FAA InFO: Dangers Of Noise-Canceling (ANR) Headsets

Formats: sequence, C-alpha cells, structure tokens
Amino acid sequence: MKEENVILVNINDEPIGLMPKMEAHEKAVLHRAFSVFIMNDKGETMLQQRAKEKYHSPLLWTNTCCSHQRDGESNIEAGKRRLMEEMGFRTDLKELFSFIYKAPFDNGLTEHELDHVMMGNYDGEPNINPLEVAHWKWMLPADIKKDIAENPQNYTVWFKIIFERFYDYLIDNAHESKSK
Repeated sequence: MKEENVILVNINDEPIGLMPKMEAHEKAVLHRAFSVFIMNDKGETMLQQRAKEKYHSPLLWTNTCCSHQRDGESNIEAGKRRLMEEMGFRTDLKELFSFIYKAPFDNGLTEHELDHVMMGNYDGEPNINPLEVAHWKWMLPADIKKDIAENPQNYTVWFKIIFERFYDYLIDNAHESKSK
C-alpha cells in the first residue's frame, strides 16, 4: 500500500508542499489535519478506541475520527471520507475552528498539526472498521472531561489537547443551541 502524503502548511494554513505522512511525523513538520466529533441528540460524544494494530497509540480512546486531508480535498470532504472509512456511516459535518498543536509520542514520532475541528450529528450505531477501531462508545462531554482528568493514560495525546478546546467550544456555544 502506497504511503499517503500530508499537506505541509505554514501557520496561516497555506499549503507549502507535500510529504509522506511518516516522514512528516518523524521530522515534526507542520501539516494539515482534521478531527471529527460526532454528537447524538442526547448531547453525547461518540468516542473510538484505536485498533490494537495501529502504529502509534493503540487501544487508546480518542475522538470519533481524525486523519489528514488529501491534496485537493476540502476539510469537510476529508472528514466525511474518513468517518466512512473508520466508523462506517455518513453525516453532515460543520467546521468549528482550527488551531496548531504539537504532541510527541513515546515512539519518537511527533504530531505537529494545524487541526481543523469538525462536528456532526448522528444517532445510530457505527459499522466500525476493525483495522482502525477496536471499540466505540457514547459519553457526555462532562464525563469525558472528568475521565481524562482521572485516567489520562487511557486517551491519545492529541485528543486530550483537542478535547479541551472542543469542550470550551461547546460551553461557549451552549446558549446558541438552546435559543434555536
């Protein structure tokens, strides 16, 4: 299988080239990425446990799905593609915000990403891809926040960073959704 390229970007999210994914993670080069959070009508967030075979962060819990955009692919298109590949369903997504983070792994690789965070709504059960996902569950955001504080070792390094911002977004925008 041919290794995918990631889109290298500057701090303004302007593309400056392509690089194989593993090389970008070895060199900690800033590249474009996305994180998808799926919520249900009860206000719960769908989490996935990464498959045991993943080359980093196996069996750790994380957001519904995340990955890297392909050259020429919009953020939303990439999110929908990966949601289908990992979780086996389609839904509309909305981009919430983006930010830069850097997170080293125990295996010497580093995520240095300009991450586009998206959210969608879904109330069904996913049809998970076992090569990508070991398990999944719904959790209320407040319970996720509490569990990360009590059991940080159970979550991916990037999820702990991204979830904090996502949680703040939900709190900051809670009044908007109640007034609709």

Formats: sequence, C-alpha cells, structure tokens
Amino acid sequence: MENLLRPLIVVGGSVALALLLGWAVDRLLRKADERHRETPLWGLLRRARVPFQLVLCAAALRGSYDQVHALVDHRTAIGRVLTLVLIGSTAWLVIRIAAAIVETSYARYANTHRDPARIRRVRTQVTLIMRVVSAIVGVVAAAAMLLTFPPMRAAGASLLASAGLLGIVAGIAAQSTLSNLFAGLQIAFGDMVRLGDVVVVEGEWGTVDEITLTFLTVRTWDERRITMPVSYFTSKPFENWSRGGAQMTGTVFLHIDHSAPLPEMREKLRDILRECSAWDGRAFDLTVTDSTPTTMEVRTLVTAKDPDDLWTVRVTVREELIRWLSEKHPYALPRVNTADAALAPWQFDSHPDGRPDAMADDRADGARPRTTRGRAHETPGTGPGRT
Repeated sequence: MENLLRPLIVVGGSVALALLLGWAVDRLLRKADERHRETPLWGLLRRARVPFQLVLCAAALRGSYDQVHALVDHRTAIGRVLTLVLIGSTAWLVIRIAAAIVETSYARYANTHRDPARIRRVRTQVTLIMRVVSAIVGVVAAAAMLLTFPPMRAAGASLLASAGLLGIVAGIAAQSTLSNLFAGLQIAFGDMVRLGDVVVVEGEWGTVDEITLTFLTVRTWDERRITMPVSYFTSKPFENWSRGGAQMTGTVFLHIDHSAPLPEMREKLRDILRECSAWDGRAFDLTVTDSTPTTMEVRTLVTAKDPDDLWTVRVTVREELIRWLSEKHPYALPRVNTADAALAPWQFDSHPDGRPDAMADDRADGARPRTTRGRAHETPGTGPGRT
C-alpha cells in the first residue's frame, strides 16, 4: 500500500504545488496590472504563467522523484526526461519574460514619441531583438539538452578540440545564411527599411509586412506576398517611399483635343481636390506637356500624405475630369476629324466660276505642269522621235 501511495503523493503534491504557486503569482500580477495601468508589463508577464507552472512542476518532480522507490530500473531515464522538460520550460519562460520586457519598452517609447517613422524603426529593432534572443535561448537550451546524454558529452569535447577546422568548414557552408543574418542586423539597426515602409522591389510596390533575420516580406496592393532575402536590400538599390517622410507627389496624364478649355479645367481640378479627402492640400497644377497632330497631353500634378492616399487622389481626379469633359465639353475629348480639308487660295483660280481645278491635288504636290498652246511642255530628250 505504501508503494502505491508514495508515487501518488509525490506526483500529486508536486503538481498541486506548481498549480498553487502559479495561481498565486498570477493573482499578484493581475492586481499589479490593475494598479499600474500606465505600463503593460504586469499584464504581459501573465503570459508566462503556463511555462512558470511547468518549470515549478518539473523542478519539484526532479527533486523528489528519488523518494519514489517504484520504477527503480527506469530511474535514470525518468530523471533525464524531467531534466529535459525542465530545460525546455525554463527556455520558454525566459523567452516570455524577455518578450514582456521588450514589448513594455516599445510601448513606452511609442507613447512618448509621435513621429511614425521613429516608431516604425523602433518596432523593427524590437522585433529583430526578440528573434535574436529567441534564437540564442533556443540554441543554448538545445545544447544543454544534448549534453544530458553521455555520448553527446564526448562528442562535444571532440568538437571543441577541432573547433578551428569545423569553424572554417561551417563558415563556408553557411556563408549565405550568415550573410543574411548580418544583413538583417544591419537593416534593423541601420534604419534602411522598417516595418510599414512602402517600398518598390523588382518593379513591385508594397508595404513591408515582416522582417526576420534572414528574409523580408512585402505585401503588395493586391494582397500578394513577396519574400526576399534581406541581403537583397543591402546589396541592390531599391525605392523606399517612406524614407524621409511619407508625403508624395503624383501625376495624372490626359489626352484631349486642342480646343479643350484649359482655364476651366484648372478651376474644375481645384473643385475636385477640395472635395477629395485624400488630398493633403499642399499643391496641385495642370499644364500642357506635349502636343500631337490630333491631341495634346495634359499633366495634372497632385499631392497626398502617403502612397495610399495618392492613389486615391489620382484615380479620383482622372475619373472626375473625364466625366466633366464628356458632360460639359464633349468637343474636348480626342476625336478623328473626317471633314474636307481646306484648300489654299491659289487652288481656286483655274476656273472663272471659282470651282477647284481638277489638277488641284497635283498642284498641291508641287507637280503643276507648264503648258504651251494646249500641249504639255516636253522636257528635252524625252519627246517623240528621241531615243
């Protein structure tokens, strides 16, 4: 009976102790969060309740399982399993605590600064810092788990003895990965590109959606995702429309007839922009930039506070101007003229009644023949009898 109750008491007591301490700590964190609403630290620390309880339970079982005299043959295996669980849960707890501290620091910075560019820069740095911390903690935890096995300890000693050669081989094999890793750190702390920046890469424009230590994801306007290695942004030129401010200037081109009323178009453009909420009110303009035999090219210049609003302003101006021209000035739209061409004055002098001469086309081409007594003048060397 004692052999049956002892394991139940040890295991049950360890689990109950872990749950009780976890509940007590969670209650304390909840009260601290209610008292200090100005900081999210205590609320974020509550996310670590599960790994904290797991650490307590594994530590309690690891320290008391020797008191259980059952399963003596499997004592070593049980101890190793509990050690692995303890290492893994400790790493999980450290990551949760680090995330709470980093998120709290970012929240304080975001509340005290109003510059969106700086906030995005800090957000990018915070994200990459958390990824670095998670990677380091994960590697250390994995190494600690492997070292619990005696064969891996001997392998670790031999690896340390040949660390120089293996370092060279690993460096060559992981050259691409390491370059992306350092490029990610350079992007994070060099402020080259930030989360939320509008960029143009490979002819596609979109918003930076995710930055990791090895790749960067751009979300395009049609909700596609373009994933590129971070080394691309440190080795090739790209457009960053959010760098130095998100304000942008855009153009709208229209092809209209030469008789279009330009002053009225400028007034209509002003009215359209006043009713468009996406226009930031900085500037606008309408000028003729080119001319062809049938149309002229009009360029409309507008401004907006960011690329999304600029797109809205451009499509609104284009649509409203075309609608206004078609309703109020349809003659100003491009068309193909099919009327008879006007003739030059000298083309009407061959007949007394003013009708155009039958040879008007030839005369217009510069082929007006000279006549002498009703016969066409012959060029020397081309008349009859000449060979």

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The idea is simple enough: What you don't hear could kill you. The Flight Standards Service last week released an InFO to alert operators that "noise-canceling" headsets might be susceptible to "misdetection" and subsequent electronic attenuation of some things you'd probably rather hear. (Note: The memo might also pertain to what many pilots refer to as active noise reduction [ANR] headsets, but that specific verbiage was not used.) The alert states that the range of frequencies attenuated by a noise-canceling headset is often proprietary and may not be publicly available. This makes it "difficult to assess any effects" of attenuation, particularly as they pertain to things like communications, abnormal mechanical noises, audible alarms, vibrations, wind noises and other sounds that might alert an unattenuated observer to impending doom. For now, rather than regulate, the FAA's solution involves passing the buck to you. The FAA recommends operators pursue evaluation of headsets -- both in the air and on the ground -- sufficient to ascertain any potentially negative effects of the headsets. Further, if any audible alarms or environmental sounds cannot be discerned, efforts should be made to find a different headset. The FAA an identifies an InFO as "valuable information for operators that should help them meet certain administrative, regulatory, or operational requirements with relatively low urgency or impact on safety."